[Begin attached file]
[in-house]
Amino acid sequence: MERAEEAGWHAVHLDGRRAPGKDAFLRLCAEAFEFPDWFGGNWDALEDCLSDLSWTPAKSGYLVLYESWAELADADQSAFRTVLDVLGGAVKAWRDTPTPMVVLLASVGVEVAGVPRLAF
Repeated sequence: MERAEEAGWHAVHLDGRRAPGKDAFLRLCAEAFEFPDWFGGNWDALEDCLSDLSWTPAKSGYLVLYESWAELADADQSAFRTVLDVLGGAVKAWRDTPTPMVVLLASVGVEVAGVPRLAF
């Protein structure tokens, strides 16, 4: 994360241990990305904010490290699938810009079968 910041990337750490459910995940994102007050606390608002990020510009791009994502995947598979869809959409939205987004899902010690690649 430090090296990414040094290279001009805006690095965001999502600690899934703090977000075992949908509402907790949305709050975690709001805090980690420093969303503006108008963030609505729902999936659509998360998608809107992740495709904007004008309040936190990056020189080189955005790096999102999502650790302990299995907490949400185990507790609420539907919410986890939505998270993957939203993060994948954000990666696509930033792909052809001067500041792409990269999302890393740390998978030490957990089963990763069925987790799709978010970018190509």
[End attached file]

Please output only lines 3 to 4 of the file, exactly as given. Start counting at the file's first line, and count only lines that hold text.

Repeated sequence: MERAEEAGWHAVHLDGRRAPGKDAFLRLCAEAFEFPDWFGGNWDALEDCLSDLSWTPAKSGYLVLYESWAELADADQSAFRTVLDVLGGAVKAWRDTPTPMVVLLASVGVEVAGVPRLAF
């Protein structure tokens, strides 16, 4: 994360241990990305904010490290699938810009079968 910041990337750490459910995940994102007050606390608002990020510009791009994502995947598979869809959409939205987004899902010690690649 430090090296990414040094290279001009805006690095965001999502600690899934703090977000075992949908509402907790949305709050975690709001805090980690420093969303503006108008963030609505729902999936659509998360998608809107992740495709904007004008309040936190990056020189080189955005790096999102999502650790302990299995907490949400185990507790609420539907919410986890939505998270993957939203993060994948954000990666696509930033792909052809001067500041792409990269999302890393740390998978030490957990089963990763069925987790799709978010970018190509």